This study explores how individual student characteristics, study-abroad program choices and gender influence intercultural competence outcomes through study abroad. The Georgetown University Consortium Project (GUCP) sample included 1,163 students who completed a pre- and post-test of intercultural competence using the Intercultural Development Inventory and were studying abroad on one of 51 programs around the world.
The secondary analysis of GUCP data found that men and women differed in both individual and program characteristics. Women were more likely to start out with a higher level of intercultural development, take all content courses delivered in the target language, and receive frequent group mentoring more often than men. Both taking content courses in the target language and receiving frequent group mentoring correlated with greater positive changes in intercultural competence through study abroad.
Considering only individual student characteristics, negative predictors of change in intercultural competence were found to be initial intercultural development level and majoring in non-international business. Being female was a positive predictor. When both individual and program characteristics were considered, initial intercultural competence level and majoring in non-international business remained negative predictors. Living with international students and living with a host family were also shown to be negative predictors of intercultural competence development. Being female remained the only significant positive predictor of intercultural competence development when all individual and study-abroad program characteristics were considered.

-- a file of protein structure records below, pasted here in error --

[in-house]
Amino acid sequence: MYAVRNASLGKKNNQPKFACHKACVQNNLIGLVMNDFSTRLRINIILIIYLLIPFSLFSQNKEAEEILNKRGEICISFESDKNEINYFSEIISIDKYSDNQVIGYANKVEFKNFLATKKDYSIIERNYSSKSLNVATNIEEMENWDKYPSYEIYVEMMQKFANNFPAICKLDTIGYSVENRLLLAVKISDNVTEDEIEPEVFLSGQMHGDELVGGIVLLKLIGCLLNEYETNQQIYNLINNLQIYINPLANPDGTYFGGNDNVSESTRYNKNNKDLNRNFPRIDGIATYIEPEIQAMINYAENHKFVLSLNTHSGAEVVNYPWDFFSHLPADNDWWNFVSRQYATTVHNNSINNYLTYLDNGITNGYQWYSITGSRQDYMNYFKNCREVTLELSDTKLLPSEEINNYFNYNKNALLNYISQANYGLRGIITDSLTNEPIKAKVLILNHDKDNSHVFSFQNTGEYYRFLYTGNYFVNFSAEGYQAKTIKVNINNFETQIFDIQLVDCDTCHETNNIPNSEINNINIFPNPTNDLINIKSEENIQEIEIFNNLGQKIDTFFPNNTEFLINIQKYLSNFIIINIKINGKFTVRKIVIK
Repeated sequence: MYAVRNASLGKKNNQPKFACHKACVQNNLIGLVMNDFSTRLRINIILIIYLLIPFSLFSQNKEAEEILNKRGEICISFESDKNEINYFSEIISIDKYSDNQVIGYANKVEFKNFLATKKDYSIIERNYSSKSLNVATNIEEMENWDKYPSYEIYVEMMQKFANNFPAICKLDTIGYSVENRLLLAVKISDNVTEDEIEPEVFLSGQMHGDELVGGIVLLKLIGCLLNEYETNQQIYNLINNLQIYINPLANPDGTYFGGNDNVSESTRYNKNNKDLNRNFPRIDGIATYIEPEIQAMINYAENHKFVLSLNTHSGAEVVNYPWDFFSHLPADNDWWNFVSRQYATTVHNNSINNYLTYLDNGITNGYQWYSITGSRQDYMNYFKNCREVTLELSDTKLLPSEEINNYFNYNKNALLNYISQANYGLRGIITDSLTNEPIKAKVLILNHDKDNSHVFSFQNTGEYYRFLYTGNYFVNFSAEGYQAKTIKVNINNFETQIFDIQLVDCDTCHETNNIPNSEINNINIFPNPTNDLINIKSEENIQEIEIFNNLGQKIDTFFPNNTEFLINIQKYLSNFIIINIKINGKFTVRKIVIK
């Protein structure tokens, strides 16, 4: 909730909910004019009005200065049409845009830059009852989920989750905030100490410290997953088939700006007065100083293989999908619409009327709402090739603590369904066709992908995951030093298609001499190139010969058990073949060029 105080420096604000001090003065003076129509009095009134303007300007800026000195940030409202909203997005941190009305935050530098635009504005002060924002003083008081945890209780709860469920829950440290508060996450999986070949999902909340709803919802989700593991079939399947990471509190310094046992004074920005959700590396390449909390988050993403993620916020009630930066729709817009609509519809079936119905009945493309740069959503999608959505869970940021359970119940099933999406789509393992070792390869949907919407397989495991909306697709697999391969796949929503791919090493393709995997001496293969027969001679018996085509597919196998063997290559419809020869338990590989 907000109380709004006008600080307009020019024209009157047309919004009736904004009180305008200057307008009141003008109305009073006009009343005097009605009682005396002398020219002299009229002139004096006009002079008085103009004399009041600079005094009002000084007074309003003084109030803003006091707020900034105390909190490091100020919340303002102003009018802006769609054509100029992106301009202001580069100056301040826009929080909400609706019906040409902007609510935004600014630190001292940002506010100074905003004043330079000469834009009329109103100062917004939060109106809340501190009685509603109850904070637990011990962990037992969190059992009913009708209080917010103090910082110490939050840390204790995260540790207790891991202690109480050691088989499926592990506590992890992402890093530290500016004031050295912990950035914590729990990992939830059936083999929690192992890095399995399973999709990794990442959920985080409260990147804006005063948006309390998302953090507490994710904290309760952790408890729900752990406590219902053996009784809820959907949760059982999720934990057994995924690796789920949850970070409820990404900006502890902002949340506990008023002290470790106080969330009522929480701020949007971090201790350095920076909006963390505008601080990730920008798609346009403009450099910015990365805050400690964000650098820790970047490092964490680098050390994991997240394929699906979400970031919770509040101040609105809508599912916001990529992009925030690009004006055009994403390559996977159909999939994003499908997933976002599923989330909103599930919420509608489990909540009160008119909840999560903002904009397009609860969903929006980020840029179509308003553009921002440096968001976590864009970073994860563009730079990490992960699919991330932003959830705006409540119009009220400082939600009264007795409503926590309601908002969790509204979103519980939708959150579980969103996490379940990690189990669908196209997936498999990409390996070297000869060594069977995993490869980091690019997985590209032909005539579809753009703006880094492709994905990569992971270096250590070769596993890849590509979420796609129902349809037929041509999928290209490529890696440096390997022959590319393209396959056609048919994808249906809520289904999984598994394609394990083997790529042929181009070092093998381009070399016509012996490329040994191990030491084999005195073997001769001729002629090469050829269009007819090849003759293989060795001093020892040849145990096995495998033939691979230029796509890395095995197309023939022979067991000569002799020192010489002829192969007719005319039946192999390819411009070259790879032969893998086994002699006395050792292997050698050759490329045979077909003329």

University of Minnesota Ed.D. dissertation. December 2011. Major: Educational Policy and Administration. Advisor: Melissa S. Anderson. 1 computer file (PDF); vii, 109 pages, appendix p. 108-109.
Nichols, Karen Preston.
Fostering intercultural competence through study abroad: a gender- based analysis of individual and program factors influencing development..
Retrieved from the University of Minnesota Digital Conservancy,
Content distributed via the University of Minnesota's Digital Conservancy may be subject to additional license and use restrictions applied by the depositor.